The age at which a young woman experiences her first menstruation is associated with the age at which her son experiences puberty, according to a latest research.
While it has been known for some time that mothers' age at puberty is associated with their daughters', much less was known about the link with their sons' age at puberty.
The findings, published in the journal Human Reproduction, suggested that mothers who reported having their first menstrual bleed earlier than their peers had sons with signs of puberty starting earlier than their peers.
"The relationship between first menstrual bleeding in mothers and the first menstrual bleeding in their daughters has been reported in several studies," said Nis Brix, researcher at the Aarhus University in Denmark.
"The novelty of our study was to include other markers of pubertal development in daughters, such as different stages of breast and pubic hair development. The relationship in sons has only been sparsely investigated," Brix added.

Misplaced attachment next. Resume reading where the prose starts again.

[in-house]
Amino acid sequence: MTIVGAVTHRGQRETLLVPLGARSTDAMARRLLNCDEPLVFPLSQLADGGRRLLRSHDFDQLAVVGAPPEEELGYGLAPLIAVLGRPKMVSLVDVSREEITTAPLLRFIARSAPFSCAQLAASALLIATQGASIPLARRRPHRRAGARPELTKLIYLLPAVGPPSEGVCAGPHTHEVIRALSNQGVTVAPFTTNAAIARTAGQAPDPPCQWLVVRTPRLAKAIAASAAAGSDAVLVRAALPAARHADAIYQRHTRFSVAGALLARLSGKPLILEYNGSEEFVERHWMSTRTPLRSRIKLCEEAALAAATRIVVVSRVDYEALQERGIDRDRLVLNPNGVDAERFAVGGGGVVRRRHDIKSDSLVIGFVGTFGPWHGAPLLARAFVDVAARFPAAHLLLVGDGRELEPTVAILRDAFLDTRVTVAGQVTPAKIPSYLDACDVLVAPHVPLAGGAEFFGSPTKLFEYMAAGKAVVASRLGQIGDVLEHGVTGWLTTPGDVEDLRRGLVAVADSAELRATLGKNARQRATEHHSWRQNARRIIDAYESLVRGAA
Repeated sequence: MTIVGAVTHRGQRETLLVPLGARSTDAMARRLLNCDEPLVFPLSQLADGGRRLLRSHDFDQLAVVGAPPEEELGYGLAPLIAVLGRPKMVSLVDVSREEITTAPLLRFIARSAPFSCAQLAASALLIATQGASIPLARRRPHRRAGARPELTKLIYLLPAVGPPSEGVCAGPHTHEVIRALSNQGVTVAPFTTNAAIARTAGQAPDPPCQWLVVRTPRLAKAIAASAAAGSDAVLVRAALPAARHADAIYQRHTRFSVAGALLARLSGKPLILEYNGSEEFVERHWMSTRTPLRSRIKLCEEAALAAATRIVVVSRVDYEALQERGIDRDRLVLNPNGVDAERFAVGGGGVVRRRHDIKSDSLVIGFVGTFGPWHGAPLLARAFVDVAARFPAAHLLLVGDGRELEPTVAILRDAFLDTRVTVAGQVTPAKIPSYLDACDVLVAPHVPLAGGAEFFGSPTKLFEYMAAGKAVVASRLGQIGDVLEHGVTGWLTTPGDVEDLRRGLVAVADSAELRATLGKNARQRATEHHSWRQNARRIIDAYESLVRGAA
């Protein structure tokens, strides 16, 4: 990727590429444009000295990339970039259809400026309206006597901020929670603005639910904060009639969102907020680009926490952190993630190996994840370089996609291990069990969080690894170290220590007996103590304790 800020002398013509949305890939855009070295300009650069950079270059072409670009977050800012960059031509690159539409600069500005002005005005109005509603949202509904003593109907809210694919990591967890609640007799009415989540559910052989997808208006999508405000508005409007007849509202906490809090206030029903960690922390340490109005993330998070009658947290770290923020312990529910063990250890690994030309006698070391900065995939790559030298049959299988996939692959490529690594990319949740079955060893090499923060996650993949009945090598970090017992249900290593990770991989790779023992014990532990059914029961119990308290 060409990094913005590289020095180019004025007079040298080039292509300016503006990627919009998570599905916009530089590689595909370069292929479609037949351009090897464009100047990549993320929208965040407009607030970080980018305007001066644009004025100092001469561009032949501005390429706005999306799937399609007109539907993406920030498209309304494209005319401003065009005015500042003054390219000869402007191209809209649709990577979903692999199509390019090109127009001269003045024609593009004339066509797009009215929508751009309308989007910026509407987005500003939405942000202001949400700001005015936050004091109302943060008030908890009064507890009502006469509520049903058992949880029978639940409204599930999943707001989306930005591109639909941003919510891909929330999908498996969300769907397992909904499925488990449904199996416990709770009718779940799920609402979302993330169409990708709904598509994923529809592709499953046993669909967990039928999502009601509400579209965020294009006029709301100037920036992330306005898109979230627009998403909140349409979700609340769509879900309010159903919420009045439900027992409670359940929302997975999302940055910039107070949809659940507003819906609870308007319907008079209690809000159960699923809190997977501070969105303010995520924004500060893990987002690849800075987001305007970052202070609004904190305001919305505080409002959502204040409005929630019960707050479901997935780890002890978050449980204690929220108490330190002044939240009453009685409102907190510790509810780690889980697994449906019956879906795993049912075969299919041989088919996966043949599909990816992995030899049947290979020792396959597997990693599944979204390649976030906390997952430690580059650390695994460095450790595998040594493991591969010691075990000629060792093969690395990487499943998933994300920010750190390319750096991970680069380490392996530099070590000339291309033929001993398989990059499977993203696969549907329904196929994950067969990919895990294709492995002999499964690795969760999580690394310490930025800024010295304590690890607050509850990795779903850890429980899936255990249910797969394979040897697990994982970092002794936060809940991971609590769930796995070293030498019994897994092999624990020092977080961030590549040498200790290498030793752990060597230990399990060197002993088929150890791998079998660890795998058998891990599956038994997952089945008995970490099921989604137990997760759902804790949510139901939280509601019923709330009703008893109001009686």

For the study, the researchers examined 15,822 children and interviewed the mothers twice during pregnancy and asked them to fill in a questionnaire when their children were seven.
"The largest difference was when hair started growing in the armpits, which started, on average, approximately two-and-a-half months earlier; their voices broke nearly two months earlier, acne started to develop nearly two months earlier and their first ejaculation of semen was nearly one and a half months earlier," Brix said.
However, in girls, the largest difference was seen in breast development, which started up to six months earlier in those whose mothers had experienced earlier periods than their peers, or up to four months later in girls whose mothers had started puberty later than their peers.
Puberty at a younger age has also been linked to increased risk in later adult life of diseases such as breast and testicular cancer, diabetes and cardiovascular disease.